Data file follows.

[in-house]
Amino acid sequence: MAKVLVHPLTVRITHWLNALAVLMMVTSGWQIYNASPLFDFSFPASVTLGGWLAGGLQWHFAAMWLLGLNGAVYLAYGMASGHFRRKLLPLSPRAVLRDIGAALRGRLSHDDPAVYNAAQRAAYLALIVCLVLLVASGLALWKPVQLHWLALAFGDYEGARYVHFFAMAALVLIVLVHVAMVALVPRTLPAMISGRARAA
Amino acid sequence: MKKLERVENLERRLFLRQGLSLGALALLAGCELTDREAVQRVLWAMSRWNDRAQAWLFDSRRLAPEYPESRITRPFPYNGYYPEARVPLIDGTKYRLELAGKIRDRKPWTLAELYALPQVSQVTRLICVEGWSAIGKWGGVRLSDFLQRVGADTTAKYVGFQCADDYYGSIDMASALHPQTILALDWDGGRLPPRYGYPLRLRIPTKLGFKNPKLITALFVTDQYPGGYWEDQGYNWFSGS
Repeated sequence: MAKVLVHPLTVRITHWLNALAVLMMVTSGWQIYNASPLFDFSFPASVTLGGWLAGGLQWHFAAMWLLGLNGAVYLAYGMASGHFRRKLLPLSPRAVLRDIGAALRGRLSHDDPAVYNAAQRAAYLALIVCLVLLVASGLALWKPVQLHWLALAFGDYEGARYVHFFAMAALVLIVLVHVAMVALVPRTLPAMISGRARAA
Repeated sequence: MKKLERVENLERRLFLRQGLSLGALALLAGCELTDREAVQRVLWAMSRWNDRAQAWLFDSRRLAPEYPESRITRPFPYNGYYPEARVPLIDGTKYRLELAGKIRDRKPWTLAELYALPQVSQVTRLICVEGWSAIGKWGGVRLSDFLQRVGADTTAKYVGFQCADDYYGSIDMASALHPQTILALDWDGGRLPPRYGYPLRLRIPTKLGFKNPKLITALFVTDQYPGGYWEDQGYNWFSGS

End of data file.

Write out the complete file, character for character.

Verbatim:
[in-house]
Amino acid sequence: MAKVLVHPLTVRITHWLNALAVLMMVTSGWQIYNASPLFDFSFPASVTLGGWLAGGLQWHFAAMWLLGLNGAVYLAYGMASGHFRRKLLPLSPRAVLRDIGAALRGRLSHDDPAVYNAAQRAAYLALIVCLVLLVASGLALWKPVQLHWLALAFGDYEGARYVHFFAMAALVLIVLVHVAMVALVPRTLPAMISGRARAA
Amino acid sequence: MKKLERVENLERRLFLRQGLSLGALALLAGCELTDREAVQRVLWAMSRWNDRAQAWLFDSRRLAPEYPESRITRPFPYNGYYPEARVPLIDGTKYRLELAGKIRDRKPWTLAELYALPQVSQVTRLICVEGWSAIGKWGGVRLSDFLQRVGADTTAKYVGFQCADDYYGSIDMASALHPQTILALDWDGGRLPPRYGYPLRLRIPTKLGFKNPKLITALFVTDQYPGGYWEDQGYNWFSGS
Repeated sequence: MAKVLVHPLTVRITHWLNALAVLMMVTSGWQIYNASPLFDFSFPASVTLGGWLAGGLQWHFAAMWLLGLNGAVYLAYGMASGHFRRKLLPLSPRAVLRDIGAALRGRLSHDDPAVYNAAQRAAYLALIVCLVLLVASGLALWKPVQLHWLALAFGDYEGARYVHFFAMAALVLIVLVHVAMVALVPRTLPAMISGRARAA
Repeated sequence: MKKLERVENLERRLFLRQGLSLGALALLAGCELTDREAVQRVLWAMSRWNDRAQAWLFDSRRLAPEYPESRITRPFPYNGYYPEARVPLIDGTKYRLELAGKIRDRKPWTLAELYALPQVSQVTRLICVEGWSAIGKWGGVRLSDFLQRVGADTTAKYVGFQCADDYYGSIDMASALHPQTILALDWDGGRLPPRYGYPLRLRIPTKLGFKNPKLITALFVTDQYPGGYWEDQGYNWFSGS